The Oklahoma EVolution

Oklahoma's race to bring electric vehicle infrastructure to the state.

"File:VERnetworkEVChargingStationMarkham3.jpg" by Raysonho @ Open Grid Scheduler / Grid Engine is licensed under CC0 1.0. To view a copy of this license, visit
Eric Pollard, Central Oklahoma Clean Cities Coordinator, is standing next to a charger that was recently installed at OnCue in Edmond, Oklahoma.

What do you get when a state creates a tax incentive to build alternative fuel filling stations and a major auto manufacturer is forced to give away millions for making excessively polluting vehicles? In less than a year, Oklahoma has built the most electric vehicle charging stations per capita.

Getting there was no small task. Governmental organizations such as the Association of Central Oklahoma Governments (Oklahoma City) and the Indian Nations Council of Governments (Tulsa) along with utilities and private businesses have met on a regular basis since before the incentives aligned.

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Through their collaboration, Oklahoma was ready to maximize its investment in electric vehicle charging infrastructure and create a network only seen previously on the coasts.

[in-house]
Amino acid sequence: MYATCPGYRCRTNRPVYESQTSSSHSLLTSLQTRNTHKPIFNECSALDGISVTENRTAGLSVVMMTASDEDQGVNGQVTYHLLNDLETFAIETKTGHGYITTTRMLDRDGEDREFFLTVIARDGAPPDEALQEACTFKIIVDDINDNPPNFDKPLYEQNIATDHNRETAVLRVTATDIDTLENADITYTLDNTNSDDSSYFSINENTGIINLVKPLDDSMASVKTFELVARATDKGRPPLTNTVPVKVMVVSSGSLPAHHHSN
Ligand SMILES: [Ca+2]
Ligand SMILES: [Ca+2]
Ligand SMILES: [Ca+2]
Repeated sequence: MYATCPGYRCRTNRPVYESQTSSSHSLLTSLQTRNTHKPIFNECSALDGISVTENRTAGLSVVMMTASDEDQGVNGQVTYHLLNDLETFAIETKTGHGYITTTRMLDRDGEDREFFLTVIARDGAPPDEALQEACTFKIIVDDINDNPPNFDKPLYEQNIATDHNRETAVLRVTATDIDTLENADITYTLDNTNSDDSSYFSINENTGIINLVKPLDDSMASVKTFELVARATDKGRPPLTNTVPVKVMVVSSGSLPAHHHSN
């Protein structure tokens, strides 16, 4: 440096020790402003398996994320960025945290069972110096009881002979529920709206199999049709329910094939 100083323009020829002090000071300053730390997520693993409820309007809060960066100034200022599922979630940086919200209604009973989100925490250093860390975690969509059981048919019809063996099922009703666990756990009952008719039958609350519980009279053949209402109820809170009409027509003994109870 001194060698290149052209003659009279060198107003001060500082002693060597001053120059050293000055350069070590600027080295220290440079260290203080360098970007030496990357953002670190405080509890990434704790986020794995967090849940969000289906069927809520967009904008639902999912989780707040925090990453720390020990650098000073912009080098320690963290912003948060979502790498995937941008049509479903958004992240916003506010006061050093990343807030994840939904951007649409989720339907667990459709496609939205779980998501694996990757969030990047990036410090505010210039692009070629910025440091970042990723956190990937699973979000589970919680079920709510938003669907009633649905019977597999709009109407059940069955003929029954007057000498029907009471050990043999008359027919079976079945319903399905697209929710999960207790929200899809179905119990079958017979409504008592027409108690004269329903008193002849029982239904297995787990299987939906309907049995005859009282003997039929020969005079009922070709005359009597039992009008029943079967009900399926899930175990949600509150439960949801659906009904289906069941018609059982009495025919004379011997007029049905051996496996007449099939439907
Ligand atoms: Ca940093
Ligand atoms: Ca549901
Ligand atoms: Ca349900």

Success lies in putting stations where people want to go and having enough chargers to accommodate an increase in drivers.

Almost all of the stations in Oklahoma have two to six charging points along with the infrastructure to double the number of chargers immediately. When you get a chance, flip on over to PlugShare and look for Oklahoma hiding under station location pins!

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The Association of Central Oklahoma Governments (ACOG), located in downtown Oklahoma City, is home to the nation’s 48th official U.S. Department of Energy Clean Cities program and coalition. ACOG received Clean Cities designation on May 29, 1996 and has the distinction of being the nation’s first regional Clean Cities program. Our program primarily represents the four-county Central Oklahoma metropolitan region, but membership reaches across the state. We have several statewide and multi-state stakeholders in common with our sister program, Tulsa Area Clean Cities, located at the Indian National Council of Governments. Locally, Central Oklahoma Clean Cities program stakeholders represent more than 45 businesses and government agencies. Nationally, nearly 13,000 Clean Cities stakeholders are dedicated to the Clean Cites goals of reducing petroleum dependence in the transportation sector, improving air quality, expanding domestic alternative fuel use, accelerating deployment of advanced technology vehicles, low-level alternative fuel blends, hybrid vehicles, fuel efficient vehicles, fuel economy policies, and idle reduction technologies and policies.



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